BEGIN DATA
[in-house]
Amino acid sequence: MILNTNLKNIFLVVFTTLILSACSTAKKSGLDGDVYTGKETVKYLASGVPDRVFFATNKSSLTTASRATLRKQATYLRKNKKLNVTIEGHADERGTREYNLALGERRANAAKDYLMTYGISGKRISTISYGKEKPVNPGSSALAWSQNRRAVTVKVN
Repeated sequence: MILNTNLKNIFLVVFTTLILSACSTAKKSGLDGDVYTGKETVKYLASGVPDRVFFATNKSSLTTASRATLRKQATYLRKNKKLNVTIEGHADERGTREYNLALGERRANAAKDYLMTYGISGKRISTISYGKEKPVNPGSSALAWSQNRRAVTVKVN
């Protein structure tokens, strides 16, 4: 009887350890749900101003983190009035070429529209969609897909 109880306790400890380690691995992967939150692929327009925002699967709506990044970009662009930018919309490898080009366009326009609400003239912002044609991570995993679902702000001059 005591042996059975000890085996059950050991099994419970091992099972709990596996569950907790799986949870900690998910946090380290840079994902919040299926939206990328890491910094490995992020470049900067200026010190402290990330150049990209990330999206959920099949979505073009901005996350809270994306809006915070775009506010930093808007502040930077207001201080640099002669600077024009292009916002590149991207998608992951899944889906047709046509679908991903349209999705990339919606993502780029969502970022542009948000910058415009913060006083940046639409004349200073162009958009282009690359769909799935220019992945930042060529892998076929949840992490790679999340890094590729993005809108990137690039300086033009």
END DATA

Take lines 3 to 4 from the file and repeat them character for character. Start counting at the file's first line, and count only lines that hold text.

Repeated sequence: MILNTNLKNIFLVVFTTLILSACSTAKKSGLDGDVYTGKETVKYLASGVPDRVFFATNKSSLTTASRATLRKQATYLRKNKKLNVTIEGHADERGTREYNLALGERRANAAKDYLMTYGISGKRISTISYGKEKPVNPGSSALAWSQNRRAVTVKVN
């Protein structure tokens, strides 16, 4: 009887350890749900101003983190009035070429529209969609897909 109880306790400890380690691995992967939150692929327009925002699967709506990044970009662009930018919309490898080009366009326009609400003239912002044609991570995993679902702000001059 005591042996059975000890085996059950050991099994419970091992099972709990596996569950907790799986949870900690998910946090380290840079994902919040299926939206990328890491910094490995992020470049900067200026010190402290990330150049990209990330999206959920099949979505073009901005996350809270994306809006915070775009506010930093808007502040930077207001201080640099002669600077024009292009916002590149991207998608992951899944889906047709046509679908991903349209999705990339919606993502780029969502970022542009948000910058415009913060006083940046639409004349200073162009958009282009690359769909799935220019992945930042060529892998076929949840992490790679999340890094590729993005809108990137690039300086033009």